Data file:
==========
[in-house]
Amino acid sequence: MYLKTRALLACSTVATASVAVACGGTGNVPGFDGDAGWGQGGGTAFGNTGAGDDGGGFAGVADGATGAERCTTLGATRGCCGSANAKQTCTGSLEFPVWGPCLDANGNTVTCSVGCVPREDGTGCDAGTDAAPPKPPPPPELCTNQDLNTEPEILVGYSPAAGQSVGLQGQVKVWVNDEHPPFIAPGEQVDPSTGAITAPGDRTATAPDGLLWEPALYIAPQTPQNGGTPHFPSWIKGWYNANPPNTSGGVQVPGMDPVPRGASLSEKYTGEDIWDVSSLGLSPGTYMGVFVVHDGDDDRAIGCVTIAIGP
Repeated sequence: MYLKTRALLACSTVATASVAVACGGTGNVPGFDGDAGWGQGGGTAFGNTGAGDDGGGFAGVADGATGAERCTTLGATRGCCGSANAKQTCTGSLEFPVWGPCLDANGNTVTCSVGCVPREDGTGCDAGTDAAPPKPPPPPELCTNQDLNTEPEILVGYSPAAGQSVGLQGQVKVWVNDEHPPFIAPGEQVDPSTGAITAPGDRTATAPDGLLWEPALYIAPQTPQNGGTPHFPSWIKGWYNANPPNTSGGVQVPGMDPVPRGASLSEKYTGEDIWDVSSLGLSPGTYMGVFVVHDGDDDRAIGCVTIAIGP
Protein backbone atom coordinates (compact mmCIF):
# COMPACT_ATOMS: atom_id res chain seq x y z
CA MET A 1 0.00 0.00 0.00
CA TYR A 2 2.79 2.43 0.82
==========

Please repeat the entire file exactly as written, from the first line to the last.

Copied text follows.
[in-house]
Amino acid sequence: MYLKTRALLACSTVATASVAVACGGTGNVPGFDGDAGWGQGGGTAFGNTGAGDDGGGFAGVADGATGAERCTTLGATRGCCGSANAKQTCTGSLEFPVWGPCLDANGNTVTCSVGCVPREDGTGCDAGTDAAPPKPPPPPELCTNQDLNTEPEILVGYSPAAGQSVGLQGQVKVWVNDEHPPFIAPGEQVDPSTGAITAPGDRTATAPDGLLWEPALYIAPQTPQNGGTPHFPSWIKGWYNANPPNTSGGVQVPGMDPVPRGASLSEKYTGEDIWDVSSLGLSPGTYMGVFVVHDGDDDRAIGCVTIAIGP
Repeated sequence: MYLKTRALLACSTVATASVAVACGGTGNVPGFDGDAGWGQGGGTAFGNTGAGDDGGGFAGVADGATGAERCTTLGATRGCCGSANAKQTCTGSLEFPVWGPCLDANGNTVTCSVGCVPREDGTGCDAGTDAAPPKPPPPPELCTNQDLNTEPEILVGYSPAAGQSVGLQGQVKVWVNDEHPPFIAPGEQVDPSTGAITAPGDRTATAPDGLLWEPALYIAPQTPQNGGTPHFPSWIKGWYNANPPNTSGGVQVPGMDPVPRGASLSEKYTGEDIWDVSSLGLSPGTYMGVFVVHDGDDDRAIGCVTIAIGP
Protein backbone atom coordinates (compact mmCIF):
# COMPACT_ATOMS: atom_id res chain seq x y z
CA MET A 1 0.00 0.00 0.00
CA TYR A 2 2.79 2.43 0.82